The last couple of weeks have been busy. I had a first meeting with a new gender therapist (Shannon), my eyebrows waxed by a stylist (Zed), and an evaluation with a very experienced voice coach (Sandy). I’ve also started drafting my transition plan that I’ll review with Shannon when we meet again in September – after I return from Alaska.
I mentioned to Sandy (the voice coach) that I want to start low-dose HRT in September as a way to dip my toe in the water. She advised that I get some doctor recommendations from Shannon soon and set up an appointment (for September) as these doctors are so busy and the wait time could easily be a couple of months. She also asked about my plans to present in a more feminine way, perhaps full time, and how I planned to present at the Gender Odyssey conference in late August. I told her that I do not dress in public very often at all, that I wanted to allow time to grow my hair and have it styled, at least start on electrolysis, and to have made some progress with her on my voice. She kindly responded that there is a huge variety of people at Gender Odyssey – so I could wear anything and it would be okay. She also advised that voice therapy is much more effective when is presenting as a woman in public. It’s like learning French in school and travelling to France where one can actually speak it.
Yesterday I emailed Shannon with Sandy’s feedback, asking if she would provide names for doctors to me even though I’ve only met Shannon once. I expected that although she might provide names that she would suggest that I wait to make an appointment until she and I had more meetings. Surprisingly and without any reservations she provided me with the names, and agreed with Shannon that I should make the appointment.
I was a bit startled and afraid after receiving Shannon’s email. In our meeting a couple of weeks ago she told me that she - like other professionals are increasingly doing - follows the “informed consent model” where clients like me are provided the latitude to make up their own minds once we have been informed of the protocols, risks, etc. Her email was thus consistent with informed consent. And, let’s face it, I do want to take this step.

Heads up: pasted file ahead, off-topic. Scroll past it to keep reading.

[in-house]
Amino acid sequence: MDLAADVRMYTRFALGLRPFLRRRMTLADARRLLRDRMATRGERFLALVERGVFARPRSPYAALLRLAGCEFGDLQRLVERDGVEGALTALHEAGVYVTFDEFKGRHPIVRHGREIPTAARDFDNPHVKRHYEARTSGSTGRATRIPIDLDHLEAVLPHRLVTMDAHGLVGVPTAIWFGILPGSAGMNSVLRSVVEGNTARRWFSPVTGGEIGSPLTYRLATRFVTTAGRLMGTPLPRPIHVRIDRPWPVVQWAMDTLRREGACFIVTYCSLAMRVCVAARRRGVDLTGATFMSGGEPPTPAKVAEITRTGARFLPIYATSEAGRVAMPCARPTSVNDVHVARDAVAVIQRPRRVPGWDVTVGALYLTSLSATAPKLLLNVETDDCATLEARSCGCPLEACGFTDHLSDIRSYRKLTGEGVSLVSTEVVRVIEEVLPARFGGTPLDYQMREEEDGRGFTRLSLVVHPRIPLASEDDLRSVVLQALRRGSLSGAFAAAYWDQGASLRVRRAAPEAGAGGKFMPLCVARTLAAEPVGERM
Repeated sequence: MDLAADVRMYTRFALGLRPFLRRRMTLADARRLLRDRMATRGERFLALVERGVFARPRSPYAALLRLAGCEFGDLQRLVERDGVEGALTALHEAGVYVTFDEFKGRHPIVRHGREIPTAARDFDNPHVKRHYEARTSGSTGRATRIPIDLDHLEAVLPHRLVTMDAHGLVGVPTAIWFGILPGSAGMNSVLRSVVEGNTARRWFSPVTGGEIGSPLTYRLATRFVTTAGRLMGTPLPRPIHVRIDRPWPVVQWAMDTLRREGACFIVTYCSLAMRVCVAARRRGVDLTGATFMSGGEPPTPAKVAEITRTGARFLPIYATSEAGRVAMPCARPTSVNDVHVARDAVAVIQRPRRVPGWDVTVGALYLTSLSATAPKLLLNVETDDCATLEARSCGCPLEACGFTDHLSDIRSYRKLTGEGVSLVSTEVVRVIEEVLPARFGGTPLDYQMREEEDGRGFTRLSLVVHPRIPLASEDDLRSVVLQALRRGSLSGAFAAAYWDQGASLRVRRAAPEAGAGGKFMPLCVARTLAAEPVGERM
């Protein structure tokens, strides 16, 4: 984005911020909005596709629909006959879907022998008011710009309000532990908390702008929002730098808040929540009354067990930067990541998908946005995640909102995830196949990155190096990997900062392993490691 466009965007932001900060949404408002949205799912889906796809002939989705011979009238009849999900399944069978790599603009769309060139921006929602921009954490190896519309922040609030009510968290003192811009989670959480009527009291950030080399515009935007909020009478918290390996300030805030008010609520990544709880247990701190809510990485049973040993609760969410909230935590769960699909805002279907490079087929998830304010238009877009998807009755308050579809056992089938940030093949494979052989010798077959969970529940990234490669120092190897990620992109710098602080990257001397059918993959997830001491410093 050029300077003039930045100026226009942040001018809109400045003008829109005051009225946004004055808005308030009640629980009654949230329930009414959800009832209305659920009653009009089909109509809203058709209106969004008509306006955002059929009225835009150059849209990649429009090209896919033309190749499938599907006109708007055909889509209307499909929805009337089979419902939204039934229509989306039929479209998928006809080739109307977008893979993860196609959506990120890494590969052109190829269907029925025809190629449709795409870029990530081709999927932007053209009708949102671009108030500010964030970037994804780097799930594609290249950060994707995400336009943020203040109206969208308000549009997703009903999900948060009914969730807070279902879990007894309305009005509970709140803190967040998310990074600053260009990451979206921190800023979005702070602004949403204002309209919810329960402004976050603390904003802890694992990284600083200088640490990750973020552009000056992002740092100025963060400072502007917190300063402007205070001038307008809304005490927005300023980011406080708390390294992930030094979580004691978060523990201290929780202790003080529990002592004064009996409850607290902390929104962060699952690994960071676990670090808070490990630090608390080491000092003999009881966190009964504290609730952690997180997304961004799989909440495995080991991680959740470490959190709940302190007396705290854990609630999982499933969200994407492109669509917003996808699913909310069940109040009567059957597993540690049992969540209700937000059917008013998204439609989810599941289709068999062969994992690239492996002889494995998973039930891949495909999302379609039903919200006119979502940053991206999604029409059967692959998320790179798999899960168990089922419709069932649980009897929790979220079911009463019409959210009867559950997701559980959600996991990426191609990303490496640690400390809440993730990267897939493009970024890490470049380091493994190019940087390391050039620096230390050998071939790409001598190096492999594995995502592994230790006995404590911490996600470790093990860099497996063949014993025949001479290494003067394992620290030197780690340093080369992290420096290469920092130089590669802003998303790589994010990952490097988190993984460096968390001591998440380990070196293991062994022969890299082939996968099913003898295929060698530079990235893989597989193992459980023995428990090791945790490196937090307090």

I reflected on all this while driving north yesterday for a couple of hours. I decided that before Gender Odyssey I will return to Zed (the stylist at the salon where I had my eyebrows waxed) and have her style my hair. In two months I believe will have enough to at least present more androgynously. I do have some hair loss in front that I assume we’ll be able to deal with, with "product" such as hairspray. Also, I’ll attend Gender Odyssey in a more feminine style of dress. Why not? I have several comfortable and casual outfits. What’s the worst that could happen? Given the climate of trans inclusion and welcoming in the Seattle neighborhoods I’m frequenting I think the rewards are much higher than the risks. I’ll also present in this way at least to Shannon, Sandy, and the HRT staff/doctor.
As I drove further it occurred to me that the difference between fear and exhilaration is subtle. I was (and am) feeling exhilarated about taking these steps. It doesn’t hurt that I received a cute pair of sporty/feminine flats that fit perfectly yesterday from Amazon. Oh, that, and I got my ears pierced yesterday! I also bought a couple of pairs of earrings that I look forward to wearing.
But I still have doubts, fears, and uncertainties. My (ex) wife is planning to come to Seattle in mid-September for her HS class reunion and we’ve talked about getting together. But I am thinking that she will not want to see me when I tell her about my ear piercings, my hair styling, and maybe more.
So what sustains me? First and foremost, I can’t deny my history. I owe it to myself to play this out. I am so fearful that if I do not that one day, perhaps at the end of my life, I’ll have regrets. Second, my (ex) wife is suffering a lot these days. We talked recently and I learned that she is sad, depressed, and lost since I drove away two months ago. She gave up so much while also supporting me so lovingly; I feel that I must follow through. Sure, I cannot take responsibility for her emotions and I try not to but I feel a need to honor her sacrifice and support.
At this point all the steps I’m taking are either reversible or can be switched off at will, so that makes it easier. My hope and assumption is that as I take these steps that I will feel joy that confirms that I’m heading in the right direction, and that will help sustain me as I take further steps that are more permanent. I’m also comforted when I consider that Shannon, Sandy, and my friends, will be there for and with me all along the yellow brick road.
P.S. I’m reading “The Transgender Guidebook: Keys to a Successful Transition” by Anne Boedecker, PhD. It’s excellent, in the same class as Dara Hoffman-Fox’s “You and Your Gender Identity: A Guide to Discovery”.